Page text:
First of all, there’s the obvious: the people this marketing campaign is targeting don’t care. If they did, they would be using an up-to-date browser already.
Second, if they do care and they were just ignorant of the facts, are they going to read it? It’s pretty long. They don’t really get to the important stuff (their message) until your almost a quarter the way through the book or so.
If they do read it there’s the third question (since I’m using the latest version of my favorite browser I don’t know) how does this even look on an outdated browser? I’m assuming that Google took the precautions to make it viewable, but will the pages flip in IE6 like the do in Chrome? I’m guessing not, but maybe that is Google’s point in this stunt. Perhaps when a user tries out a new browser and sees the difference they compair the two experiences and decide never to go back.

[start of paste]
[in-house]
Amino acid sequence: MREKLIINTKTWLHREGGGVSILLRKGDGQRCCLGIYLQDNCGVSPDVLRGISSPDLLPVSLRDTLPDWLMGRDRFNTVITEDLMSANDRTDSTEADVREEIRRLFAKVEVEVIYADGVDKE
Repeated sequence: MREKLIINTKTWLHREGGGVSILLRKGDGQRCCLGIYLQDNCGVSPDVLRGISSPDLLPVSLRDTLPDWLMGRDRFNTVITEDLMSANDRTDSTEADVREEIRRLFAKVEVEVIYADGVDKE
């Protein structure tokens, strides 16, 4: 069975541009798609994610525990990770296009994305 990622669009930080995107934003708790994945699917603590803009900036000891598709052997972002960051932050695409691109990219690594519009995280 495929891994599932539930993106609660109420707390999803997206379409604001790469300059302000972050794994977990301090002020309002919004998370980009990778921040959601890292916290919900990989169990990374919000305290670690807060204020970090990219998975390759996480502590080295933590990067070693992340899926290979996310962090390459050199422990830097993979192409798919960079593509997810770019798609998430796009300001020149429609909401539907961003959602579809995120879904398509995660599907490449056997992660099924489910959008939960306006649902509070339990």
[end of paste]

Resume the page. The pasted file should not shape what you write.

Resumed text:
Please don’t misunderstand. I want all web users to follow the counsel found in The 20 Things Book, I just don’t know if anyone will read it. As a developer I do want to try to educate the users of my products to ensure they are following basic safe practices, perhaps Google is hoping that developers will advice their web users to read the book. I guess we’ll see.
So what do you think? Is there something I overlooked? It this move brilliant, or is it done in an attempt to persuade people to make smartter choices and done hoping it will get read?